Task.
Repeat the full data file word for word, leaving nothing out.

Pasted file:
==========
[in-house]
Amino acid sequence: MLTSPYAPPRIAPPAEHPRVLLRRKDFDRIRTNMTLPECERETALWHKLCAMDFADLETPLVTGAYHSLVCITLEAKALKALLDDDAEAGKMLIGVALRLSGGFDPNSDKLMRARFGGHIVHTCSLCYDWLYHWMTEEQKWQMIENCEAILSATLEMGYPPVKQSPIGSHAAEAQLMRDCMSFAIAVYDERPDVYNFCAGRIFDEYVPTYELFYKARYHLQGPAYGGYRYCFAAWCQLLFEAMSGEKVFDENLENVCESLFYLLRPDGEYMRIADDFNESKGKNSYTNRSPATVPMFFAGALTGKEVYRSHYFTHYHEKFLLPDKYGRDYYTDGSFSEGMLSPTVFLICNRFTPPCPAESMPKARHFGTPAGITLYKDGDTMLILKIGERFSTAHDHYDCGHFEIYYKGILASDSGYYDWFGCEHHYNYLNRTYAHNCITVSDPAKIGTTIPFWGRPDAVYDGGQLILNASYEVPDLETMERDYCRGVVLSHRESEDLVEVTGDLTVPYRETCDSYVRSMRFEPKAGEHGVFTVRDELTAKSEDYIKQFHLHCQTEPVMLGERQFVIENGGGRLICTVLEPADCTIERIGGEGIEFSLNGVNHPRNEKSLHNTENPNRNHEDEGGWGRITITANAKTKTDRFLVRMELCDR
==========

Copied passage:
[in-house]
Amino acid sequence: MLTSPYAPPRIAPPAEHPRVLLRRKDFDRIRTNMTLPECERETALWHKLCAMDFADLETPLVTGAYHSLVCITLEAKALKALLDDDAEAGKMLIGVALRLSGGFDPNSDKLMRARFGGHIVHTCSLCYDWLYHWMTEEQKWQMIENCEAILSATLEMGYPPVKQSPIGSHAAEAQLMRDCMSFAIAVYDERPDVYNFCAGRIFDEYVPTYELFYKARYHLQGPAYGGYRYCFAAWCQLLFEAMSGEKVFDENLENVCESLFYLLRPDGEYMRIADDFNESKGKNSYTNRSPATVPMFFAGALTGKEVYRSHYFTHYHEKFLLPDKYGRDYYTDGSFSEGMLSPTVFLICNRFTPPCPAESMPKARHFGTPAGITLYKDGDTMLILKIGERFSTAHDHYDCGHFEIYYKGILASDSGYYDWFGCEHHYNYLNRTYAHNCITVSDPAKIGTTIPFWGRPDAVYDGGQLILNASYEVPDLETMERDYCRGVVLSHRESEDLVEVTGDLTVPYRETCDSYVRSMRFEPKAGEHGVFTVRDELTAKSEDYIKQFHLHCQTEPVMLGERQFVIENGGGRLICTVLEPADCTIERIGGEGIEFSLNGVNHPRNEKSLHNTENPNRNHEDEGGWGRITITANAKTKTDRFLVRMELCDR